I hope she enjoys the mid-Atlantic region as much as I do. 







Image Credit: Images are mine ©Dawn Rae – All Rights Reserved (Click on photo for larger view)



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Tuesday, June 24, 2014

Rescue Me


How does a dog like Golden Girl end up in a shelter?
Several years ago, when I had just entered an exhilarating phase of my career, the pastor of my church, who was also a member of my advisory board at work, said something I’ve never forgotten: “You are a rescuer, Diana.”

It seems this man of the cloth saw something in me that I had not yet discovered for myself.  At the time, Pastor M. was speaking about how I had this need to save everyone who was struggling in life.  So much of my creative energy was invested in finding ways to help at risk youth, the illiterate, victims of any kind of violence, or anyone who was experiencing hopelessness.  To see someone suffer split me wide open to the core.

I said back then that I never wanted to become cynical or callous in the face of need, for I saw so many individuals burn out over the years and grow hardened.  I suspect caring deeply, in the face of overwhelming odds, can lead one to grow protective layers of defense.  Each of us, in painful situations, finds our own way of coping with that which we cannot change.

Why do I share this?  I suspect it is on my mind this morning as I reflect on the kind of rescue in which I am primarily engaged in this season of life: animal rescue.  It is heart-breaking work that often crushes those who give it their all.  At the same time, there are incredibly beautiful moments of fulfillment.

In attempting to save the lives of horribly abused and neglected animals, I meet the most amazing people.  Though some of them are scarred by years of seeing things that keep them awake every single night, every rescuer, though perhaps no longer whole in terms of peace of mind, reminds me of the goodness that is an antidote to some of the horrors present in the world today.

I just published a review of Dogtripping by David Rosenfelt.  David and his wife, Debbie, have saved the lives of over 4,000 dogs.  They have opened up their home to more than 300 dogs that didn’t have a chance of survival.  The animals they rescue are headed for the kill chamber mainly because they are old or have some type of medical need.

Thank heavens for those who choose to alleviate the suffering of others.  May we appreciate the sacrifices made in the name of compassion and may we be the comfort in someone’s day today.



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Monday, June 23, 2014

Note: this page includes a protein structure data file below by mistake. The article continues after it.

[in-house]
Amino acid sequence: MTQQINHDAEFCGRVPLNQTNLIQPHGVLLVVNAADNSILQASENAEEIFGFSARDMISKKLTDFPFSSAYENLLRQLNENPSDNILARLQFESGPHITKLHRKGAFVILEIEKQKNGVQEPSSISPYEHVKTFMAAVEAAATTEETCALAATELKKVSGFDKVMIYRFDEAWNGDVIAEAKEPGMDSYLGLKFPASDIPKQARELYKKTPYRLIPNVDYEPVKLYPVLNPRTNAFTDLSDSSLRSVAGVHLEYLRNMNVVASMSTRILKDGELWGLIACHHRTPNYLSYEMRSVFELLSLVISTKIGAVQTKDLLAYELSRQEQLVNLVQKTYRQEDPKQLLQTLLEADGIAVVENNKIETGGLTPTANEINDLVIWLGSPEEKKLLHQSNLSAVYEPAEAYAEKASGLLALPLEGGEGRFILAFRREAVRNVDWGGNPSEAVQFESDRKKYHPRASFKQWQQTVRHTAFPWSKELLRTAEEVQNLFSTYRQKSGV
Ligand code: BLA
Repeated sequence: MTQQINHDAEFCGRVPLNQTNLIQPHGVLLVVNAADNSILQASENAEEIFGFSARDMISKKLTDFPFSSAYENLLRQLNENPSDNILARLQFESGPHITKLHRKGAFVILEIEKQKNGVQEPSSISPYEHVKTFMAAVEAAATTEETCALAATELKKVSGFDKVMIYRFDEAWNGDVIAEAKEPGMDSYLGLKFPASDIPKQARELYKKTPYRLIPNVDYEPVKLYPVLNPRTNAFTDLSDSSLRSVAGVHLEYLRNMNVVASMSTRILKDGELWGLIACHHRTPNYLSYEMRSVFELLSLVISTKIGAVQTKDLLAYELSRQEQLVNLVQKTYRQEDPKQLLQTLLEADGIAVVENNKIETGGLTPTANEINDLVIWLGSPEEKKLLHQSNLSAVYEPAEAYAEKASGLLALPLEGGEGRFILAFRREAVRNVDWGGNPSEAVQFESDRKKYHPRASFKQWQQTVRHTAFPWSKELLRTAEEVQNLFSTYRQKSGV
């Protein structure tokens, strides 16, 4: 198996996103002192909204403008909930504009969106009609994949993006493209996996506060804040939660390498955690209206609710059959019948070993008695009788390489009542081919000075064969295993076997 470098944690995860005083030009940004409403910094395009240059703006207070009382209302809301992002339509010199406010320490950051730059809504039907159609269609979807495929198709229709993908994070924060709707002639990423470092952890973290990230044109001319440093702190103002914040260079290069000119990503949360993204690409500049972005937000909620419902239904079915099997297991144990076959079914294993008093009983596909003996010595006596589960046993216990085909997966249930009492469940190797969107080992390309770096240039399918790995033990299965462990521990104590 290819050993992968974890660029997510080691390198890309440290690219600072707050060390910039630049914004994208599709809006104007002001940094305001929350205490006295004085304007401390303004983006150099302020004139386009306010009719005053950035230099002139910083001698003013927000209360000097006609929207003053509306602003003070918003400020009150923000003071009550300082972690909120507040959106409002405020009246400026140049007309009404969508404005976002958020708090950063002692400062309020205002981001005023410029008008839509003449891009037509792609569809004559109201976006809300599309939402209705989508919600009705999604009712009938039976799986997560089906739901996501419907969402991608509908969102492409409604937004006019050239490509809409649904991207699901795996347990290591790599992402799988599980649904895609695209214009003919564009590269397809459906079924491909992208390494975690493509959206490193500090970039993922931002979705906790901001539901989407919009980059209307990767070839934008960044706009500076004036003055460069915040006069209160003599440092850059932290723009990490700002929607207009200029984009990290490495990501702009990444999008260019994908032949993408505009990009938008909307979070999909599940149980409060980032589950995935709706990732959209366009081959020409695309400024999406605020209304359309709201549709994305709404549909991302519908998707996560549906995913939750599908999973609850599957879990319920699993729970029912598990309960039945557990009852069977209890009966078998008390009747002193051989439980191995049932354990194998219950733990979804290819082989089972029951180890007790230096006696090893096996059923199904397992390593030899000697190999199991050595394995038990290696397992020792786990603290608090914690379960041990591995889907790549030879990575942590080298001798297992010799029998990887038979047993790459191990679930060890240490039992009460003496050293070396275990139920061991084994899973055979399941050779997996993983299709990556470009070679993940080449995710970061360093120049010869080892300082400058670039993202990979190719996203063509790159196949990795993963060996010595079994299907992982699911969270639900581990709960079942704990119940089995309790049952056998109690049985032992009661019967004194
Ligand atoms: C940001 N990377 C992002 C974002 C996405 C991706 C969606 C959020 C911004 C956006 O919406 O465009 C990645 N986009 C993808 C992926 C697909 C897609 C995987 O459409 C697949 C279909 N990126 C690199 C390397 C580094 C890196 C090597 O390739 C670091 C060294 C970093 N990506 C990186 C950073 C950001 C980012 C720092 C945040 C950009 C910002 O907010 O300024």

Summer Heat Safety

Saturday, June 21, 2014 was the first day of summer here in the U.S. Here in the Baltimore area, we have already had a couple of days of high heat and humidity with the accompanying heat and air quality warnings. This small heat wave has reminded me to be prepared for the summer weather, especially during my outdoor mid-Atlantic adventures. 

Harpers Ferry looking down on the Shenandoah
Approximately two summers ago, I wanted my son to see Harpers Ferry, WV. It was an extremely hot day, perhaps the hottest that year, but we still went.  He had been assigned to this area for a few years and I wanted him to see some of my favorite places before he moved away. 

Harpers Ferry is a historic town tucked in where the Potomac and Shenandoah Rivers meet.  As we walked from the bottom area, near the train station parking lot, up the steep, old stone stairs, I began to feel weak.  My son and the Mister were still just marching along in their way. It is typical that I bring up the rear but this time was different.  I started to need extra rest breaks.  I started to feel light-headed and woozy.

My son took over.  He kept instructing me on things such as take a sip of water, sit down, take another sip of water, head down, drink more water, and all the while he was dribbling water on my head. At least I think that he was.  Maybe it was the Mister. Or maybe they were telling me to do it.  It’s all a little foggy.

Wow. I felt horrible. I felt cold and hot at the same time, my vision was funny, I felt nauseous, and I felt as though I would faint. At some point I felt hot and did not feel like I was sweating as much.  I was not familiar with these signs. My son was.  Thank goodness. I am familiar with the signs now and I take the heat seriously.

Please learn the signs of heat sickness, it may save your life. The CDC gives us great information about symptoms and treatment. 

With their close attention, time sitting in the shade, water on me and in me, I began to feel better enough to walk back to the bottom. We got into the Jeep and ran the air conditioner.  I quickly felt much improved.

Even if you are experienced with outdoor adventures, are aware of the signs of heat exhaustion, and typically are prepared you can still become overcome by the heat.  Off Grid Survival gives us a clear example of a seasoned hiker who could have had a tragic outcome when hiking on a hot day. Thank goodness he was found and successfully treated. 

I have considering purchasing a hydration pack (basically a water bottle that you carry on your back like a backpack) but I’m pretty fussy about my water tasting like rubber or plastic.  Squidoo writer nextyear reviews a camelbak pack that does not taste rubbery.

Ramkitten teaches us how to hike in the oven-hot heat of the GrandCanyon.  I am fairly certain if I follow her tips for Arizona in the summer, I should be fine in the Mid-Atlantic heat.

Finally, for those of us who take our furry family members with us on the trails or other outdoor activities in the summer heat, Ruthi reminds us how to keep our dogs safe in the summer heat. 


Summer is here.  Let’s be safe and have fun.